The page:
If the walls of the UI residence halls could talk, they couldn’t give you a more complete account of their history than Stanley Apperson could.
He can tell you about a beautiful old bookcase, purchased for just $58 in 1926 that still sits in Clark Hall. He can tell you why, for many years, male students had maid service in their residence hall rooms, but women did not. He can tell you about the days when drinking parties were allowed in residence halls, and where the now-independent student radio station WPGU got its call letters.
Apperson, who retired from the Division of Housing on July 31 as a program director, has the sort of institutional memory that extends beyond his 36 years on campus, including his time as a student.
“After some of the other people retired, I became the de facto historian,” he said. “If someone had a question or was doing research, they’d end up at my door.”
Originally from Foosland, in northern Champaign County, Apperson moved into 428 Townsend Hall in the Illinois Street Residence Halls as a freshman in 1974. Four years later he earned a degree in secondary education for social studies.
“I’m one of those that never left,” he said. “Some people are out to see the world; I was always more of a homebody, so I was content here. It all seemed to work well. There were always new and exciting challenges.”
After graduation, he was hired part-time as an administrative assistant in the Housing Division. He moved to his first full-time job as director of Weston Hall in September 1979. (WPGU was in the basement of Weston, part of the six-pack of residence halls that replaced the old Parade Ground Units, built as temporary post-war housing.)
Residence hall directors are responsible for training and overseeing student resident advisers. They plan programs and coordinate services for students.
He remembers many years when marijuana use wasn’t a reason to call the police, and when drinking parties were not against any rules.
“We had a period of time when you could have alcohol parties in the dorm when I was a student. I’m so glad I didn’t have to deal with that as a staff member,” he said.
Maid service was available in the residence halls until the late ’70s or so, but it wasn’t until the later years that it was an option for women, Apperson said.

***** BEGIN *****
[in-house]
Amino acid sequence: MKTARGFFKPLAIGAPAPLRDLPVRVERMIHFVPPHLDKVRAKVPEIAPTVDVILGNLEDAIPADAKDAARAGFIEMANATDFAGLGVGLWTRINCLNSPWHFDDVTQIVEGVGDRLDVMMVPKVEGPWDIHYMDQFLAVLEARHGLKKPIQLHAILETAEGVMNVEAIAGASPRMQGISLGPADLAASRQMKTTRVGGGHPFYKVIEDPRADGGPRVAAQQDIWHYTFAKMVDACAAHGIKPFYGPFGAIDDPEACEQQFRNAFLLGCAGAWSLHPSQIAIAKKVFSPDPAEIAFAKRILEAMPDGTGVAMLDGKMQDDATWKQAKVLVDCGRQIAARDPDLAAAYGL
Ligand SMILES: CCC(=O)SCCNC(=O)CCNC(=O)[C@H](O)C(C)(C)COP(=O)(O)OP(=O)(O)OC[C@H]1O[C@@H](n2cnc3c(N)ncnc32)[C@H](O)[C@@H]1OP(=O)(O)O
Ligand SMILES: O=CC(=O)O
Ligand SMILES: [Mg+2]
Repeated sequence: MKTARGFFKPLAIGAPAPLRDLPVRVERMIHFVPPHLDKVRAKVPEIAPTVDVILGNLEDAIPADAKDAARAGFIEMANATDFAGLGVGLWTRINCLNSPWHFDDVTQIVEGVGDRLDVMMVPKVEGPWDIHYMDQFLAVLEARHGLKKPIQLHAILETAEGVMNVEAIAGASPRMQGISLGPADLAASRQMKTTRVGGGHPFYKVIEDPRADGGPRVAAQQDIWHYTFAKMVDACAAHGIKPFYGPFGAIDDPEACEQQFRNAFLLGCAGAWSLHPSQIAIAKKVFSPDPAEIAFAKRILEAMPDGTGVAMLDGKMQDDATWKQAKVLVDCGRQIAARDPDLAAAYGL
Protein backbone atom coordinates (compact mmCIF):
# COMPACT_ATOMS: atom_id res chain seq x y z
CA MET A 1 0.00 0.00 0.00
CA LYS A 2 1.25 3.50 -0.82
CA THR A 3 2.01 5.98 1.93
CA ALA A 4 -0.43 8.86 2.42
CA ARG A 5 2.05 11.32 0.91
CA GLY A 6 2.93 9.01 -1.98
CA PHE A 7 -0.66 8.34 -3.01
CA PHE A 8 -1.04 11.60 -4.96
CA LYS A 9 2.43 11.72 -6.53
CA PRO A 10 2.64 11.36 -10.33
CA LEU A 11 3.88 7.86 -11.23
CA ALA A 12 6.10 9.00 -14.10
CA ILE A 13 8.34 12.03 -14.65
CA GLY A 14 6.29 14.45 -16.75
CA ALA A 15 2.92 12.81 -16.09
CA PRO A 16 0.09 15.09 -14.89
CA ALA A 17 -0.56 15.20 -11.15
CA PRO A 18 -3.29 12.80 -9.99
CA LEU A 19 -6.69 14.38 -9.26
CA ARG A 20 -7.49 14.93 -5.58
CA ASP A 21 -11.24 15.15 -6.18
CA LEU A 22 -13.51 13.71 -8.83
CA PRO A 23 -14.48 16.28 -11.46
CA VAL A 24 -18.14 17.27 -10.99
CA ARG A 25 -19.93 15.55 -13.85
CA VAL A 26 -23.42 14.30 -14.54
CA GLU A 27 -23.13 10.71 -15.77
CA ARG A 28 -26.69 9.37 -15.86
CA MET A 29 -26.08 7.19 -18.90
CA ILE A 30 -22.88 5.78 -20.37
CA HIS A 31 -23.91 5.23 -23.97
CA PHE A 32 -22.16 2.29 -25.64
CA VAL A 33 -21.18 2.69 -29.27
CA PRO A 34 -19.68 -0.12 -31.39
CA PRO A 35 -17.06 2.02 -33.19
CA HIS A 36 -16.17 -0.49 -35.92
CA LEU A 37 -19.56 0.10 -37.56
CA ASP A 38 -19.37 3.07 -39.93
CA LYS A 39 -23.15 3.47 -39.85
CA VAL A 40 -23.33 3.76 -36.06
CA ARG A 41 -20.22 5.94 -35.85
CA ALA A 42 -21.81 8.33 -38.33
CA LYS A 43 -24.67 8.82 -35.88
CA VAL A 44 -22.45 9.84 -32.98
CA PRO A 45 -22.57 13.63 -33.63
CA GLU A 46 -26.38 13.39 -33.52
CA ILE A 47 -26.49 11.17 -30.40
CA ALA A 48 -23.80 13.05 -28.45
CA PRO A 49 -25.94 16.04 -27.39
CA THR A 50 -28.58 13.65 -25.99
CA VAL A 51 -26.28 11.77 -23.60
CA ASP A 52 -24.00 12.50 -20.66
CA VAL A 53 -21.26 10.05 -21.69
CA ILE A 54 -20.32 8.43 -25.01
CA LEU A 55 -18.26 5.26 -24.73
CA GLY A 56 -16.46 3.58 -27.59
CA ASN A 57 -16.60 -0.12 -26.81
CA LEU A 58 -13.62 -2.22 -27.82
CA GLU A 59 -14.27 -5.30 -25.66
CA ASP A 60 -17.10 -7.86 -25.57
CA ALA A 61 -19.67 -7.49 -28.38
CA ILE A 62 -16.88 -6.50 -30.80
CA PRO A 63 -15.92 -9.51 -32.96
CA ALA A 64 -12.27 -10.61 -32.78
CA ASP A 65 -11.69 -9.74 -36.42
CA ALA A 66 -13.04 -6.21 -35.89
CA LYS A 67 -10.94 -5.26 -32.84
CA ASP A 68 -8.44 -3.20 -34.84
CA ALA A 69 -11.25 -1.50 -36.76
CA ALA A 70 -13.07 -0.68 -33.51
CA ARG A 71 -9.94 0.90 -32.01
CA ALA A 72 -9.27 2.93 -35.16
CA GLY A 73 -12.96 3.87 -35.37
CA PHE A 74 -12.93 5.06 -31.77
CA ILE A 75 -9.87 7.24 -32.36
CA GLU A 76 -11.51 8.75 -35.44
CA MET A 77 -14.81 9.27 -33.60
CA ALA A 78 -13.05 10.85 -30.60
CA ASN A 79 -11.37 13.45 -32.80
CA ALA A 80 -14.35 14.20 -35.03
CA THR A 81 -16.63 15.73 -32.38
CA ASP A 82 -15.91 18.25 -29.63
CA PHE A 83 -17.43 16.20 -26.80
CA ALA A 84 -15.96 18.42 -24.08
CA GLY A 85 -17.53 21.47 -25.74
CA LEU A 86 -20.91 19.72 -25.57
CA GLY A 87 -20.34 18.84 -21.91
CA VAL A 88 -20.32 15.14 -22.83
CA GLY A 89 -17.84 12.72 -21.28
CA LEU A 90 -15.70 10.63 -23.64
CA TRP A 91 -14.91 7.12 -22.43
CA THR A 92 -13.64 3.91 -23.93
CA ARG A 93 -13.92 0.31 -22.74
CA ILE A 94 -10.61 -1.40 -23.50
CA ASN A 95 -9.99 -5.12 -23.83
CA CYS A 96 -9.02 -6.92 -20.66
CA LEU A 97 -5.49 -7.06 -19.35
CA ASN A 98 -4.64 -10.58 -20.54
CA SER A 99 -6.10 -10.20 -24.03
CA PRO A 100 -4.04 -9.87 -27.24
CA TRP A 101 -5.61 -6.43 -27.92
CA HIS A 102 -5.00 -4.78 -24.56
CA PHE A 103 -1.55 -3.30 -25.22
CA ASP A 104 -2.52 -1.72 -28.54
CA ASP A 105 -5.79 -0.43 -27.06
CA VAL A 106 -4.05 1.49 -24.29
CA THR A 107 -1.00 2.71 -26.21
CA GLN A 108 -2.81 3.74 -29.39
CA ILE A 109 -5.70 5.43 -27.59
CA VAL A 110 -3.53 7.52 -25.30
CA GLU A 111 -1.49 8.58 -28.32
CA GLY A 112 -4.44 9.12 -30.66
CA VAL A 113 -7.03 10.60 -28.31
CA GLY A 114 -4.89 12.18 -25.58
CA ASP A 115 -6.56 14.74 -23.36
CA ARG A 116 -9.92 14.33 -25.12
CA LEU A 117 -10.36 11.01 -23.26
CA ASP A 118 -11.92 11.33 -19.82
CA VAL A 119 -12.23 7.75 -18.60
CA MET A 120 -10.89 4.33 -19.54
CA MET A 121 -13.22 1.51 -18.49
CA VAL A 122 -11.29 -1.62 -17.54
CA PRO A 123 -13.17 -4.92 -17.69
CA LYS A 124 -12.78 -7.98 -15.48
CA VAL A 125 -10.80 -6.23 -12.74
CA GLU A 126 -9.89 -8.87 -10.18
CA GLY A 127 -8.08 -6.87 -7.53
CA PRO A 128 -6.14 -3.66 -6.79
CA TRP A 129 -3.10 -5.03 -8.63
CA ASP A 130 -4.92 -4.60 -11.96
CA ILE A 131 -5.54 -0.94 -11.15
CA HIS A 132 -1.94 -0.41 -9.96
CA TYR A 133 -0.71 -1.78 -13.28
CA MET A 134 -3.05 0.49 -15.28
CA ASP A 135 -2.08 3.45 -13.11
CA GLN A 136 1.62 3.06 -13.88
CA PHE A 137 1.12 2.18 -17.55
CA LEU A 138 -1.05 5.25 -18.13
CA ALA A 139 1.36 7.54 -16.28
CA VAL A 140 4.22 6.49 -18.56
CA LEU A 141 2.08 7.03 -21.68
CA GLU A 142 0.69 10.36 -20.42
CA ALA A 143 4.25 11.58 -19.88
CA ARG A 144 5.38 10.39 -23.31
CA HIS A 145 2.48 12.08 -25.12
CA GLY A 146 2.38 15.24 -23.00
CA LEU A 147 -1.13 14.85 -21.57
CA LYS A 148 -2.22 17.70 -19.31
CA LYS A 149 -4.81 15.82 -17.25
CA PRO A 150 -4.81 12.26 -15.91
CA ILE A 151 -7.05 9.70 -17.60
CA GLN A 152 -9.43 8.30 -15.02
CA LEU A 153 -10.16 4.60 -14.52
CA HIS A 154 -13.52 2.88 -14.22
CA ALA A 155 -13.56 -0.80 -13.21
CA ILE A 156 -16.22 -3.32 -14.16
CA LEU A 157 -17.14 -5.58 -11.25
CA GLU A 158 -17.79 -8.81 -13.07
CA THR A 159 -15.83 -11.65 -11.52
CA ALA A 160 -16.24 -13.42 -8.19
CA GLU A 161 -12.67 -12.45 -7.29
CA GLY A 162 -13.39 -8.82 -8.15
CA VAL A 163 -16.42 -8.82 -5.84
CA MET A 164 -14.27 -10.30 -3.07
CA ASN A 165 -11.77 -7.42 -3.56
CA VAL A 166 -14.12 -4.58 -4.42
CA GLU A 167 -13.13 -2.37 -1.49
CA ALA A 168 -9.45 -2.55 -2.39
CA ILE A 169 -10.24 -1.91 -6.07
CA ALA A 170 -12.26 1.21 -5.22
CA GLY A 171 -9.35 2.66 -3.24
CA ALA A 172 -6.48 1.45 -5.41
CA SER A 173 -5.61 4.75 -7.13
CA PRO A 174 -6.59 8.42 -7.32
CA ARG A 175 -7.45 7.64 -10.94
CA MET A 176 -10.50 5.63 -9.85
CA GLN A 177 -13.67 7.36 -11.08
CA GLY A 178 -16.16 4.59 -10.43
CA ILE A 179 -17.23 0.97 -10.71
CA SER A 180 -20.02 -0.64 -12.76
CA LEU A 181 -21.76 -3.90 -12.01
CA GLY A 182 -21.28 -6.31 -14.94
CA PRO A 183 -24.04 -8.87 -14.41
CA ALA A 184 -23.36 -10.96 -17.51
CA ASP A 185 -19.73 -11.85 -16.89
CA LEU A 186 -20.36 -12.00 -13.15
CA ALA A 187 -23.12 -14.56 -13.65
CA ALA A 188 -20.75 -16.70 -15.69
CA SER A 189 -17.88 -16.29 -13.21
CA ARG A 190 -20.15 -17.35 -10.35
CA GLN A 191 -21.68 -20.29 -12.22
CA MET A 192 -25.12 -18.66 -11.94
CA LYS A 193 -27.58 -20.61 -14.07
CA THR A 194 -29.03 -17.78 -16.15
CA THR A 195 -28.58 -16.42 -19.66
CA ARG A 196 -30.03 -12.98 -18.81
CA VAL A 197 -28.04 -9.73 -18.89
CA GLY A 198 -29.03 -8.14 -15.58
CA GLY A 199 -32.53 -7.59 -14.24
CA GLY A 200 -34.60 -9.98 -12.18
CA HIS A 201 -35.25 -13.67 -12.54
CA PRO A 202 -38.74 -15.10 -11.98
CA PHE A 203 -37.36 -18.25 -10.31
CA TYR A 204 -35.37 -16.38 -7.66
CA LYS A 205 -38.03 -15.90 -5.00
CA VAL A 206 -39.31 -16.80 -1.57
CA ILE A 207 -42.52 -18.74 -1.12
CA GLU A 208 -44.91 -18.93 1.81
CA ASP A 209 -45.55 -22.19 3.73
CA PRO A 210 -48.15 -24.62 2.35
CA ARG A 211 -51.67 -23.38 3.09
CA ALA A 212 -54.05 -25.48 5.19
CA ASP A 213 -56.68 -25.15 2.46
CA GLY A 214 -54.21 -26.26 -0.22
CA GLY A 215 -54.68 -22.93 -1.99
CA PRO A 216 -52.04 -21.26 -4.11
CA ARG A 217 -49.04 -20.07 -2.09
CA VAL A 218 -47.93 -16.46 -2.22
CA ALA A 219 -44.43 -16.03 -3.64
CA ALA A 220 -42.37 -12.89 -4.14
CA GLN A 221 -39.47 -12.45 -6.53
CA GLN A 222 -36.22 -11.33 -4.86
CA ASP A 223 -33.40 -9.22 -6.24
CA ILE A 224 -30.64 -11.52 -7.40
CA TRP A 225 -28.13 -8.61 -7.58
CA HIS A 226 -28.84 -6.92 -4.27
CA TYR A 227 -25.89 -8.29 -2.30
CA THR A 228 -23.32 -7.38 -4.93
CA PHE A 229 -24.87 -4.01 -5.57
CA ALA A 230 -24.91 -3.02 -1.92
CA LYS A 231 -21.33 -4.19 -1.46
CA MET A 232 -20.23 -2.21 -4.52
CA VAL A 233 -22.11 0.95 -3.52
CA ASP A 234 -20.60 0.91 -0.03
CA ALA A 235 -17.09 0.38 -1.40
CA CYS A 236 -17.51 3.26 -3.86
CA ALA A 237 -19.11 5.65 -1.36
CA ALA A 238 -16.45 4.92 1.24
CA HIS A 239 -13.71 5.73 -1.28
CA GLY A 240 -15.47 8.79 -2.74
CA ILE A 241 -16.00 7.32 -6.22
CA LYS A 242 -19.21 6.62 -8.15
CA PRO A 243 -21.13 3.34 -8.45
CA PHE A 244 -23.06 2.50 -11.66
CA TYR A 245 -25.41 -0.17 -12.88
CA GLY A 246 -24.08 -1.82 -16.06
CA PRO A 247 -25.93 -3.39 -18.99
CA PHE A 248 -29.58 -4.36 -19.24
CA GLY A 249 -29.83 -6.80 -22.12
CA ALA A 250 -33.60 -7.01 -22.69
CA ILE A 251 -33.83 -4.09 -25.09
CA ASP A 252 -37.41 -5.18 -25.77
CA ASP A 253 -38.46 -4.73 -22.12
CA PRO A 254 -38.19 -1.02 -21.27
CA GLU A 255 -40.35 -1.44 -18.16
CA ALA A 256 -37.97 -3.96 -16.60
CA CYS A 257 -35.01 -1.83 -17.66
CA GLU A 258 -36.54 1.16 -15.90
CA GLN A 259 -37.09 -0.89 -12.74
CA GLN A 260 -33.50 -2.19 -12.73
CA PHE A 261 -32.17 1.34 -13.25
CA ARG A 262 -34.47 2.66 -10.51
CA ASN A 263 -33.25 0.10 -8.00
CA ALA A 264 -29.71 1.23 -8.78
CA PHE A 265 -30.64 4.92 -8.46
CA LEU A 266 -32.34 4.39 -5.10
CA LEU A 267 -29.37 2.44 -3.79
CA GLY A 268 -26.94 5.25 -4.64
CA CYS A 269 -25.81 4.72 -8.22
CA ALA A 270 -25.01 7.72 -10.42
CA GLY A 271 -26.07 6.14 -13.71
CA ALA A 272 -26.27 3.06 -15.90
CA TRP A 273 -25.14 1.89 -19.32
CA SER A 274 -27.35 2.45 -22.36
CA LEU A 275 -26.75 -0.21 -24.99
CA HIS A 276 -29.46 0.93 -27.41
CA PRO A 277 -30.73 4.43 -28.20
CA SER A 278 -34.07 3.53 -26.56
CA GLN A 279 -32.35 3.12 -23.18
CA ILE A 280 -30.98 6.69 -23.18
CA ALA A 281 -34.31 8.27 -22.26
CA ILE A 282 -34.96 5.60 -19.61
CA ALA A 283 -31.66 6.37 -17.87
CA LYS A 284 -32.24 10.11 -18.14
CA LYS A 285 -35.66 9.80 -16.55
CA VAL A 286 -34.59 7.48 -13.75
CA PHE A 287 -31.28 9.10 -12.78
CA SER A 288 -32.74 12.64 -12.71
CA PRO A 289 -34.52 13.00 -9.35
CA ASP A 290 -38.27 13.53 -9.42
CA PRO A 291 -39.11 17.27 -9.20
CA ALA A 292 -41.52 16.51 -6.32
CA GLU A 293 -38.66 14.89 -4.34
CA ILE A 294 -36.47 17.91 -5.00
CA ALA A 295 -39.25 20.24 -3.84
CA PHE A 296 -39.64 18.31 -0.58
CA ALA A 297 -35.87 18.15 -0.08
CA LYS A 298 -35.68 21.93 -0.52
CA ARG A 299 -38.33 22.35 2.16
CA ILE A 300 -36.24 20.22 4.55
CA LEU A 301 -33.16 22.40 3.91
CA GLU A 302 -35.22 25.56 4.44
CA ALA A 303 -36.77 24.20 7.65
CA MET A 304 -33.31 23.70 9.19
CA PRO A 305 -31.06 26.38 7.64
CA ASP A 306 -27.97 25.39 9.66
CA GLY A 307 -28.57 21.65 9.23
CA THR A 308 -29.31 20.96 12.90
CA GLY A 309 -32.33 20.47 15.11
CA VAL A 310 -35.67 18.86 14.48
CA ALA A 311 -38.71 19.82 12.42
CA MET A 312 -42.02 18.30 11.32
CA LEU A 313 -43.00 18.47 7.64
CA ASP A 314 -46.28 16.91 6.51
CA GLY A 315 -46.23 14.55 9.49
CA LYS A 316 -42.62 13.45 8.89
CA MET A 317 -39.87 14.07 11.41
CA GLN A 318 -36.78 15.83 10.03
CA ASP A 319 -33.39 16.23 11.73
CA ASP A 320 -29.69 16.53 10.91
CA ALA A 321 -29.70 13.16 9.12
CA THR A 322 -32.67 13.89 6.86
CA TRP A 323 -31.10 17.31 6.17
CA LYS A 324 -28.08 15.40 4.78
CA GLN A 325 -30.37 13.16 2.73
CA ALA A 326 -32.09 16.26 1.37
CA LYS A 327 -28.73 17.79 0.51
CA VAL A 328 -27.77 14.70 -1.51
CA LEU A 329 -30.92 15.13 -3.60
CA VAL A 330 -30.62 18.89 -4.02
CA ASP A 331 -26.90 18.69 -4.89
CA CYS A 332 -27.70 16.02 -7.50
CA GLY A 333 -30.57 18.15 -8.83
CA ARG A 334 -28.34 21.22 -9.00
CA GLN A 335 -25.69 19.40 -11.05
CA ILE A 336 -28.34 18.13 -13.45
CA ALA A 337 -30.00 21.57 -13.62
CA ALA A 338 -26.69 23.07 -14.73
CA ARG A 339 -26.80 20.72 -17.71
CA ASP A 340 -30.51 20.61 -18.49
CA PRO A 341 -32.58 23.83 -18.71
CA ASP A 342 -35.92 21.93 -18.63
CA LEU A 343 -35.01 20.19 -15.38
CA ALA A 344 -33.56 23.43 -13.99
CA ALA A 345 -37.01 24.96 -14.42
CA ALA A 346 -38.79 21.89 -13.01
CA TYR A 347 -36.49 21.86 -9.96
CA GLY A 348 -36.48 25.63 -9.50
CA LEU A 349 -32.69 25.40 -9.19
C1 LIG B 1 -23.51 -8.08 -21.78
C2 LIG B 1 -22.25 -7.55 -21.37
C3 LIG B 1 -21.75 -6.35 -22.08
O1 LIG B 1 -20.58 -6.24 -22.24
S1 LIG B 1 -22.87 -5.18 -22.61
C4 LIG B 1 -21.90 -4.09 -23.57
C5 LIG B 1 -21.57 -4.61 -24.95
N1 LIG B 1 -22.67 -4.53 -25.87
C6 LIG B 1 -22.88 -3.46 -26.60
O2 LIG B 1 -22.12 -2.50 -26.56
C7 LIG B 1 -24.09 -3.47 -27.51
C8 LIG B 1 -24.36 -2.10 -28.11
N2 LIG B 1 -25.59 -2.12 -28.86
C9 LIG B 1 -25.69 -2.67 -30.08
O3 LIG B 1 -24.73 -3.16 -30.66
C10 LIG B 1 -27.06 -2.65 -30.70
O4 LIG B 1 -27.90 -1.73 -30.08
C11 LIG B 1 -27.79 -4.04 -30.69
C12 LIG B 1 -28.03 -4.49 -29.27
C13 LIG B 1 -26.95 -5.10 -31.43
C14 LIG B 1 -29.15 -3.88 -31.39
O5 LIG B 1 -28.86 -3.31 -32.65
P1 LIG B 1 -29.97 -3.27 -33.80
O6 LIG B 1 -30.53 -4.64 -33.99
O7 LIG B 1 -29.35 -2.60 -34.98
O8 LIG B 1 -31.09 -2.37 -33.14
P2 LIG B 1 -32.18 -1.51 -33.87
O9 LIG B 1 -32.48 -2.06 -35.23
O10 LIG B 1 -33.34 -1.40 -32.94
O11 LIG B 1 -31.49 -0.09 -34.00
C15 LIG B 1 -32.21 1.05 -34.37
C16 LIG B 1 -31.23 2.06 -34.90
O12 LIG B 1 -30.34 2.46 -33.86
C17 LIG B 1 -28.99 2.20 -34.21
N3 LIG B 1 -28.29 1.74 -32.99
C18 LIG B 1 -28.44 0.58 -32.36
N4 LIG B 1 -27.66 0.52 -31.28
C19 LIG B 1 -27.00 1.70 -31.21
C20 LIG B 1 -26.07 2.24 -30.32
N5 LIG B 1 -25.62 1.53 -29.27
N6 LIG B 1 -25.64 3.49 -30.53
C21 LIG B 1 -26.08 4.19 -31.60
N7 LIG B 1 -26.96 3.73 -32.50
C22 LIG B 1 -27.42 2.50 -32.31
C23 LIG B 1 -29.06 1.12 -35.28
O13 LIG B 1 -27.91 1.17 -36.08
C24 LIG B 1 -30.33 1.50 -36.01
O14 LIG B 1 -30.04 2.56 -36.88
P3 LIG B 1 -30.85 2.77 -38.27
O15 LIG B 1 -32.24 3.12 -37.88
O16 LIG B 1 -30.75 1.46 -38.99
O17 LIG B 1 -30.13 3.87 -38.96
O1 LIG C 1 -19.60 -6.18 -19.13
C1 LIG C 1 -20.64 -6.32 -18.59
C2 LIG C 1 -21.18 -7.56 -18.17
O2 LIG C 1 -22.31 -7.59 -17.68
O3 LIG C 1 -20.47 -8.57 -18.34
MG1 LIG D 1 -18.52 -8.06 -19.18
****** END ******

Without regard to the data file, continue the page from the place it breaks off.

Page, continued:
It was assumed that young ladies could clean up after themselves, but young men needed someone to come in and change their sheets and pick up once a week, he said. Over time, fewer students opted for the service and it was discontinued.
Apperson said there were reasons from the early days that men’s housing was in Champaign and women’s in Urbana, and why women for many years were required to be in at a certain hour.
“The idea was, you don’t need hours for men. You’d just lock the women up and the men would get bored and go home,” he said.
Apperson eventually moved into the Conferences and Special Events office, where he worked until 1993. After that, he moved into “behind-the-scenes” administration. Some of Apperson’s favorite memories are of the tri-annual Urbana conference sponsored by InterVarsity Christian Fellowship. He served as the primary liaison between the UI and the conference from 1987 to 2003. The conference drew some 20,000 young adults who had an interest in international missionary work. The attendees would stay in the residence halls from Dec. 27 to Jan.1. The conference representatives were so easy to work with, and often left the residence halls rooms cleaner than they’d found them, Apperson said.
That’s the reason UI residence hall rooms have locking closets, he said. The housing contracts have a clause that allows the UI to use the rooms for conferences during breaks.
Since retiring in July, Apperson has more time to help out with his daughters’ activities. Emily is a seventh-grader at Jefferson Middle School and Katie is a senior at Centennial High School.
“I’m back working Wednesday afternoons cooking a meal for a little more than 100 grade-schoolers and parent volunteers for our youth club at Faith United Methodist Church in Champaign,” he said.
He also volunteers with Meals on Wheels making deliveries.
Both will be on hold when he takes a trip to the Philippines to attend a wedding and explore for five weeks.
In retirement, Apperson will also have more time to help with chores on his family’s farm near Foosland.